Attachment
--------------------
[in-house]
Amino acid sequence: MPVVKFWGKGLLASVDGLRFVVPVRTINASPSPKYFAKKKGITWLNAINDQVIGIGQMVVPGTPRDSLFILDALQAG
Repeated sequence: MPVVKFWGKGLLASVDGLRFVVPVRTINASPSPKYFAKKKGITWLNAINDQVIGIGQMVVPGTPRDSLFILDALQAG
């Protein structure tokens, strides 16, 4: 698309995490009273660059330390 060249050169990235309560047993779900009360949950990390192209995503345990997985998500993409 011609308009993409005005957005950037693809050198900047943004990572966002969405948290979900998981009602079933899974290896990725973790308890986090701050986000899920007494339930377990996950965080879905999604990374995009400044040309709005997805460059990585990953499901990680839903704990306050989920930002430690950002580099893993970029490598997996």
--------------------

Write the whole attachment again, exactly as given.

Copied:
[in-house]
Amino acid sequence: MPVVKFWGKGLLASVDGLRFVVPVRTINASPSPKYFAKKKGITWLNAINDQVIGIGQMVVPGTPRDSLFILDALQAG
Repeated sequence: MPVVKFWGKGLLASVDGLRFVVPVRTINASPSPKYFAKKKGITWLNAINDQVIGIGQMVVPGTPRDSLFILDALQAG
């Protein structure tokens, strides 16, 4: 698309995490009273660059330390 060249050169990235309560047993779900009360949950990390192209995503345990997985998500993409 011609308009993409005005957005950037693809050198900047943004990572966002969405948290979900998981009602079933899974290896990725973790308890986090701050986000899920007494339930377990996950965080879905999604990374995009400044040309709005997805460059990585990953499901990680839903704990306050989920930002430690950002580099893993970029490598997996």